Dr Yaga Venugopal Reddy
Designation: Chairman of the 14th Finance Commission
Career: Former governor, Reserve Bank of India; member of the Indian Administrative Service; executive director, International Monetary Fund (2002-03)
Education: Masters in Economics from University of Madras; PhD from Osmania University, Hyderabad
Q. In your book Economic Policies and India’s Reform Agenda: New Thinking, you say that the real economy needs more government spending. Why?
Before the [economic] crisis, the assumption was that financial markets are more efficient in allocating resources. The crisis has shown that financial markets tend to do things which can bring about excesses. Even [Alan] Greenspan admitted that excesses could go to such an extent that it [the economy] collapses rather than corrects.
Another point relevant for India is that there are some people who gain more than others during a boom and some who lose more than others during a bust. They are not the same. That creates social strife. So, the distributional aspects may warrant greater government spending. That is why we need to look at the role of financial markets from a new perspective. They tend to be short-term-oriented. The financial markets are more front-loaded towards profits while the public policies have to be more front-loaded towards people’s suffering.
Q. When we look at the big fiscal deficit, some say you can reduce it by cutting down subsidies and others say you can do so by shelving the taxes foregone. In that context, it is interesting that you say public policies should be more front-loaded towards people’s suffering.
You have to do it because it has a stabilising influence [on the economy]. The aggregate demand for the lower income levels is not so volatile. It also brings social stability which adds to economic growth. In any case, why should you think either or? You can do both. You can have a low fiscal deficit but highly unproductive expenditure and a highly inefficient state. You can also have a high fiscal deficit and create assets and an atmosphere for crowding in private sector.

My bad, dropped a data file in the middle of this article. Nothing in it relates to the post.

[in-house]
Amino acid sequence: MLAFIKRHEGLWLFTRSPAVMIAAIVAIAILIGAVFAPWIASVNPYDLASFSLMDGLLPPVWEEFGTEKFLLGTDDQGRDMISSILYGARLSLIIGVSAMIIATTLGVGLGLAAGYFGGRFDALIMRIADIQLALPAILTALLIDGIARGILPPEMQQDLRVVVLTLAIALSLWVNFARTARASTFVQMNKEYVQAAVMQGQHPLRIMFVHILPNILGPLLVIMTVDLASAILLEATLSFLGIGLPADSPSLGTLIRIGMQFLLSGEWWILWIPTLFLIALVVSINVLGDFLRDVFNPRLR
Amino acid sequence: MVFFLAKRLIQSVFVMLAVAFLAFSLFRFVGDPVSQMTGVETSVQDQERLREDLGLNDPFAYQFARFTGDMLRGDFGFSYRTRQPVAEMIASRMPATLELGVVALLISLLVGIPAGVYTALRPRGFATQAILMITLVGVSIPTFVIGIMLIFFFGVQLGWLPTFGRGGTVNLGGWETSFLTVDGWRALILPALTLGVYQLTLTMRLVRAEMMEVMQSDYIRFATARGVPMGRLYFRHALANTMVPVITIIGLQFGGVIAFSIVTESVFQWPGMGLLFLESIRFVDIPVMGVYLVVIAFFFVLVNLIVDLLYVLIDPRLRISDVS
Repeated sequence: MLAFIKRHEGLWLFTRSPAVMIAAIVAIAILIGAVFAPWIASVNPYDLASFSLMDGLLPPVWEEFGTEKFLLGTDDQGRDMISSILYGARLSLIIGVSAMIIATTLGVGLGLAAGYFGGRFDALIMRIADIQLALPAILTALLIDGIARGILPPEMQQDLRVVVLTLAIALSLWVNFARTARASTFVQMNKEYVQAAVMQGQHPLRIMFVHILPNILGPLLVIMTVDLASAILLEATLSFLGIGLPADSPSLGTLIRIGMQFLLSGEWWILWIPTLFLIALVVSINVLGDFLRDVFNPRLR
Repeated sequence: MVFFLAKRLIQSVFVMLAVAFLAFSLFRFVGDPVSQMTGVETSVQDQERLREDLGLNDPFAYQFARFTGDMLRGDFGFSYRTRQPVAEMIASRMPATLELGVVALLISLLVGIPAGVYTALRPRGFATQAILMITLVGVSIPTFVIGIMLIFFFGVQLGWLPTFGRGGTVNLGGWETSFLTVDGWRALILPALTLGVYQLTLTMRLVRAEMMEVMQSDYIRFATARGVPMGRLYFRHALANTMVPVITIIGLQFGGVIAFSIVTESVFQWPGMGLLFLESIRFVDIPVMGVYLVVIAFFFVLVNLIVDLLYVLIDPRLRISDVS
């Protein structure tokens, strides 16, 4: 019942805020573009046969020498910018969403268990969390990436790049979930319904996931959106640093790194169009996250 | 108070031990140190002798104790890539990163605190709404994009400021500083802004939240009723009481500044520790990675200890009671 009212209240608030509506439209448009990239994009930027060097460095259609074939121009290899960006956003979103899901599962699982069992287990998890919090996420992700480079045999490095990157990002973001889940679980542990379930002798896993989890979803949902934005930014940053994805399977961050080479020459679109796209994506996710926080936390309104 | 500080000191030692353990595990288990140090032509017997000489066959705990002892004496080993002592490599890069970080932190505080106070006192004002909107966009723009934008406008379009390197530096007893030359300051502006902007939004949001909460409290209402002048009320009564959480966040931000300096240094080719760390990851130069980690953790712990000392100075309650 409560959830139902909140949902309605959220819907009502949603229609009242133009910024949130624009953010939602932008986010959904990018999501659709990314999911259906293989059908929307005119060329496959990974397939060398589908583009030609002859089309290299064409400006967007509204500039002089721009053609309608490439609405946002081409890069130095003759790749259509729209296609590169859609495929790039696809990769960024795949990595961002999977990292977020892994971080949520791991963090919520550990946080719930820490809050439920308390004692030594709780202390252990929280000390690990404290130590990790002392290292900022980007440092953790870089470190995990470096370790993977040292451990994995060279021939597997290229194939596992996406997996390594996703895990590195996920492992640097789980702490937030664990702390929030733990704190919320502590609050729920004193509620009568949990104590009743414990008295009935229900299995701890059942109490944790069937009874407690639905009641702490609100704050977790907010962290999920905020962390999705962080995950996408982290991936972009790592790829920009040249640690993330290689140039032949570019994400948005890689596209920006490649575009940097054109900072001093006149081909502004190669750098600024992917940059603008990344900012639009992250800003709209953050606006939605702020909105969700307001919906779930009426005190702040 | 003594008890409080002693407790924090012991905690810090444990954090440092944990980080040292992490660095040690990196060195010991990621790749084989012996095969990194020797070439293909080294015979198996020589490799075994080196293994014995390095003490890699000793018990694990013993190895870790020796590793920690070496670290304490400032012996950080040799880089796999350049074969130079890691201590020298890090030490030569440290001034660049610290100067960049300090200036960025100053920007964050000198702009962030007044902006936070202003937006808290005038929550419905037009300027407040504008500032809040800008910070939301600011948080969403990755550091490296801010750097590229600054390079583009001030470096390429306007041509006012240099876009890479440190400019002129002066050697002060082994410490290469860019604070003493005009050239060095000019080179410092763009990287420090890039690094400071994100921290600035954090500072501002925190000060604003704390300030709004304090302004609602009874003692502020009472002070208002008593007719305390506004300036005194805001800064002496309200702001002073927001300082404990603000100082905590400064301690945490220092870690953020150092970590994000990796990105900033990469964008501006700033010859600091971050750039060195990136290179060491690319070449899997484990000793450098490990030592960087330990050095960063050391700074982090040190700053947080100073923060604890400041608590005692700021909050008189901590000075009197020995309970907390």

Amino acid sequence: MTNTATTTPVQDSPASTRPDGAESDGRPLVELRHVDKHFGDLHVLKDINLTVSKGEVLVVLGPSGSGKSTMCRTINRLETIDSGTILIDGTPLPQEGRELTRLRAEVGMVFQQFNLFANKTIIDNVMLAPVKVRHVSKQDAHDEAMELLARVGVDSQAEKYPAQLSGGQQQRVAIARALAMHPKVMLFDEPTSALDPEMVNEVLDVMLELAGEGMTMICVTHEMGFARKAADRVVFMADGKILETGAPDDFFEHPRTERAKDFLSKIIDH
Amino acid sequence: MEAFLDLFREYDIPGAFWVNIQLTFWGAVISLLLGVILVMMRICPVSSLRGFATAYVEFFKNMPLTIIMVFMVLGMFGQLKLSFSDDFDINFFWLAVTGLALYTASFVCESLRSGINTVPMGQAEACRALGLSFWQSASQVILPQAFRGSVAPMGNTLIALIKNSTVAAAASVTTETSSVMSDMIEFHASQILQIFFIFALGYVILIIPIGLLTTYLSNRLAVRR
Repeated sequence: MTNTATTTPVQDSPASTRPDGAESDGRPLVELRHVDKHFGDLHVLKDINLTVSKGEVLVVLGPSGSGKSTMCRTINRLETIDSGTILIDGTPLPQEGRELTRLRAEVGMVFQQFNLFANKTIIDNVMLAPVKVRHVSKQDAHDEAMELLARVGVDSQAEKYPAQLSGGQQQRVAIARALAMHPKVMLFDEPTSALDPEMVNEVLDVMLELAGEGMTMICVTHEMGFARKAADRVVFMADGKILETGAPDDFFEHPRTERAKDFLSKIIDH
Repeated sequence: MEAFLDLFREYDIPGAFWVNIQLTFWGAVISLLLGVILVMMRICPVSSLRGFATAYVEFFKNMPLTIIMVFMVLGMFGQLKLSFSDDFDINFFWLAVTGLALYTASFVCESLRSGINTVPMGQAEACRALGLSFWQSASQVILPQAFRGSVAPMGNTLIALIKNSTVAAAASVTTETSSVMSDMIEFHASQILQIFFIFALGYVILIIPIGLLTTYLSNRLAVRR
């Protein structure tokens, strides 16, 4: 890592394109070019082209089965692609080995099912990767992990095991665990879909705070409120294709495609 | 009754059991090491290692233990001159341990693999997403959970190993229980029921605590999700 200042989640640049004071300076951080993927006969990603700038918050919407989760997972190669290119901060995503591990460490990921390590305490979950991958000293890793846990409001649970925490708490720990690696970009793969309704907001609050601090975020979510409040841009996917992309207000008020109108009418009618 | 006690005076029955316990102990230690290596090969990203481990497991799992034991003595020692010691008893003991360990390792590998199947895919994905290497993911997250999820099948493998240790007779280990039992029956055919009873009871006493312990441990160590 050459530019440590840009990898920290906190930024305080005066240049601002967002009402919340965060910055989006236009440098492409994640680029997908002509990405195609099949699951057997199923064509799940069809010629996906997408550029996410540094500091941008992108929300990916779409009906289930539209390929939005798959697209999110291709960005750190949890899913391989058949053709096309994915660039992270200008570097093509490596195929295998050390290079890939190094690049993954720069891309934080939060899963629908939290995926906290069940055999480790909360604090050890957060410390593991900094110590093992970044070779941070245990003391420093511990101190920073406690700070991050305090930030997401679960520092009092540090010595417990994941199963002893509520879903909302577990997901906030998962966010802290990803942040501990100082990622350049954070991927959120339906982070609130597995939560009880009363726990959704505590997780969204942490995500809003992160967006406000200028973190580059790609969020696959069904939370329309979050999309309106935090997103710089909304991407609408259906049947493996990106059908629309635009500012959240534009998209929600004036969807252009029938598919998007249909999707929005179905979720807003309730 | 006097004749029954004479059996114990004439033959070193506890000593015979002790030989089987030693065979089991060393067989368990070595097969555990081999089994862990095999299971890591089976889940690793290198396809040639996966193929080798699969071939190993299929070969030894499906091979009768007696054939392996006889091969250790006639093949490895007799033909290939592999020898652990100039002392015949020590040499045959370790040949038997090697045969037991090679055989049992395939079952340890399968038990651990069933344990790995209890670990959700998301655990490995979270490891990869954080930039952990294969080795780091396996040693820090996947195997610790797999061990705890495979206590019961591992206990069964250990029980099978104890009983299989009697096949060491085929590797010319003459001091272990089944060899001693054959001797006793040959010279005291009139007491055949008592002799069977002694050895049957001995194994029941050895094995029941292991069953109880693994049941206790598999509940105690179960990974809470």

The term I use is fiscal empowerment. In countries like India, you should not look at just reducing the fiscal deficit. In fact, you should have more expenditure. In the future, there will be a greater demand for water, sanitation and public health. Can the private sector provide that? Ultimately, it is the fiscal that gives you the capacity to mitigate risks, handle the financial sector instability etc. So in my book, I argue: Empower the fiscal, don’t weaken it.
Q. There are many different approaches to social welfare in India. Often state government methods run opposite to that of the Central government. How do you look at the emerging policy scene?
The global economy management has shown that there is nothing like a single policy which is good. Don’t assume that if something is centralised, it will be more efficient. So, if there are complex issues, there is an advantage in different policies for two reasons: There will be a minimisation of centralised policy mistakes. And, there will be a scope for diverse experimentation. Also, there will be a scope for competition for [arriving at] the best solution. We need to find out which activity at which level is optimal both in terms of efficiencies and reducing the risks.